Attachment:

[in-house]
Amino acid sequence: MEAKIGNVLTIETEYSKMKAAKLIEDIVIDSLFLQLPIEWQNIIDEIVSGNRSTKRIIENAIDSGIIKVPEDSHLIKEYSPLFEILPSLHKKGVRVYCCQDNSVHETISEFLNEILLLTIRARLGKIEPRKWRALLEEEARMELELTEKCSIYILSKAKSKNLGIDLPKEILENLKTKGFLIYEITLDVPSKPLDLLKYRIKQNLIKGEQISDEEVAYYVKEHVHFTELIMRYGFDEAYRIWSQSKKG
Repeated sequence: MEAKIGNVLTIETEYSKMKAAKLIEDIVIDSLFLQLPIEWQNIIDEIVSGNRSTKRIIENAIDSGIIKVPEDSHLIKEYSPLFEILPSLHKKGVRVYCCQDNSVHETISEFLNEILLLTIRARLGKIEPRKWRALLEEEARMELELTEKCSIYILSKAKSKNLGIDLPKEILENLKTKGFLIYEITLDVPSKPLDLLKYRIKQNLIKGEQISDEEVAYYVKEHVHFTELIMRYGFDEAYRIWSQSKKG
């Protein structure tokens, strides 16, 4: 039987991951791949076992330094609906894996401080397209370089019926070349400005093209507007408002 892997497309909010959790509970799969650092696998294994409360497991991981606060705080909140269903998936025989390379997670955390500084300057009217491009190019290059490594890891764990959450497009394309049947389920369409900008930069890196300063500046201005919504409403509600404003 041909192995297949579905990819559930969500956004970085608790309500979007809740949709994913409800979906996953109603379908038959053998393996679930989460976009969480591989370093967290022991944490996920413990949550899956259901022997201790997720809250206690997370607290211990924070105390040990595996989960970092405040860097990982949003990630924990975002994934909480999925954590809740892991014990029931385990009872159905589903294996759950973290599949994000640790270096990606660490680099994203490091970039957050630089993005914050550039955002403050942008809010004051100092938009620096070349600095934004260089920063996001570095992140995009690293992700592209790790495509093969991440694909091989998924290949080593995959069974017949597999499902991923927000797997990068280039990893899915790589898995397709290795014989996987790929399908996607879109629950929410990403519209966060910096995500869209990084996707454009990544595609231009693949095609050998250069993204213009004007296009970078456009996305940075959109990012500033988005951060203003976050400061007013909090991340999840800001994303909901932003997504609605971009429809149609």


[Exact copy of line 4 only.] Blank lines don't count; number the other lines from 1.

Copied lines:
């Protein structure tokens, strides 16, 4: 039987991951791949076992330094609906894996401080397209370089019926070349400005093209507007408002 892997497309909010959790509970799969650092696998294994409360497991991981606060705080909140269903998936025989390379997670955390500084300057009217491009190019290059490594890891764990959450497009394309049947389920369409900008930069890196300063500046201005919504409403509600404003 041909192995297949579905990819559930969500956004970085608790309500979007809740949709994913409800979906996953109603379908038959053998393996679930989460976009969480591989370093967290022991944490996920413990949550899956259901022997201790997720809250206690997370607290211990924070105390040990595996989960970092405040860097990982949003990630924990975002994934909480999925954590809740892991014990029931385990009872159905589903294996759950973290599949994000640790270096990606660490680099994203490091970039957050630089993005914050550039955002403050942008809010004051100092938009620096070349600095934004260089920063996001570095992140995009690293992700592209790790495509093969991440694909091989998924290949080593995959069974017949597999499902991923927000797997990068280039990893899915790589898995397709290795014989996987790929399908996607879109629950929410990403519209966060910096995500869209990084996707454009990544595609231009693949095609050998250069993204213009004007296009970078456009996305940075959109990012500033988005951060203003976050400061007013909090991340999840800001994303909901932003997504609605971009429809149609």